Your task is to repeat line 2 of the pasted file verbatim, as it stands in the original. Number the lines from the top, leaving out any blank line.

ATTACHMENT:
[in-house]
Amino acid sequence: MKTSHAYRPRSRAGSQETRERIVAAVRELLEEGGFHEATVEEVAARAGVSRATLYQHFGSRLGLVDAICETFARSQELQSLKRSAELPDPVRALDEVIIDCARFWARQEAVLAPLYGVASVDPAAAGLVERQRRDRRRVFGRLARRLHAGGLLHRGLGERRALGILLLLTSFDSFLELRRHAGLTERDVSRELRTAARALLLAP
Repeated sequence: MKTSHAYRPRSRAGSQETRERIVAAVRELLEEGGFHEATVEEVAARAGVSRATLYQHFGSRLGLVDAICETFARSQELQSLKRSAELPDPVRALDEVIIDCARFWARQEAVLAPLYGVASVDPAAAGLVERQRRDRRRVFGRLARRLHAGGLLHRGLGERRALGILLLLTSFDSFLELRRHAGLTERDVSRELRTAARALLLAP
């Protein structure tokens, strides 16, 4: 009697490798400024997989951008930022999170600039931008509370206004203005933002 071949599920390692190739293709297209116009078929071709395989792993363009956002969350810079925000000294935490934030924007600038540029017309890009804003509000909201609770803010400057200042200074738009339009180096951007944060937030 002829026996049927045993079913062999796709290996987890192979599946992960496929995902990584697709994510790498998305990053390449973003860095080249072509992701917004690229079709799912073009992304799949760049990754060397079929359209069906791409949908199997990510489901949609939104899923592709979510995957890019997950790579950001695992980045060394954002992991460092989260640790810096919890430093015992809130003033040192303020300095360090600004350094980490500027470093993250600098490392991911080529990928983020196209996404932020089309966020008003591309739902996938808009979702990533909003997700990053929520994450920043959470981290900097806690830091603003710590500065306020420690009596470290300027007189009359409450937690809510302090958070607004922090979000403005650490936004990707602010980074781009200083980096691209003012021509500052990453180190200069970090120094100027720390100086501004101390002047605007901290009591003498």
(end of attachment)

Amino acid sequence: MKTSHAYRPRSRAGSQETRERIVAAVRELLEEGGFHEATVEEVAARAGVSRATLYQHFGSRLGLVDAICETFARSQELQSLKRSAELPDPVRALDEVIIDCARFWARQEAVLAPLYGVASVDPAAAGLVERQRRDRRRVFGRLARRLHAGGLLHRGLGERRALGILLLLTSFDSFLELRRHAGLTERDVSRELRTAARALLLAP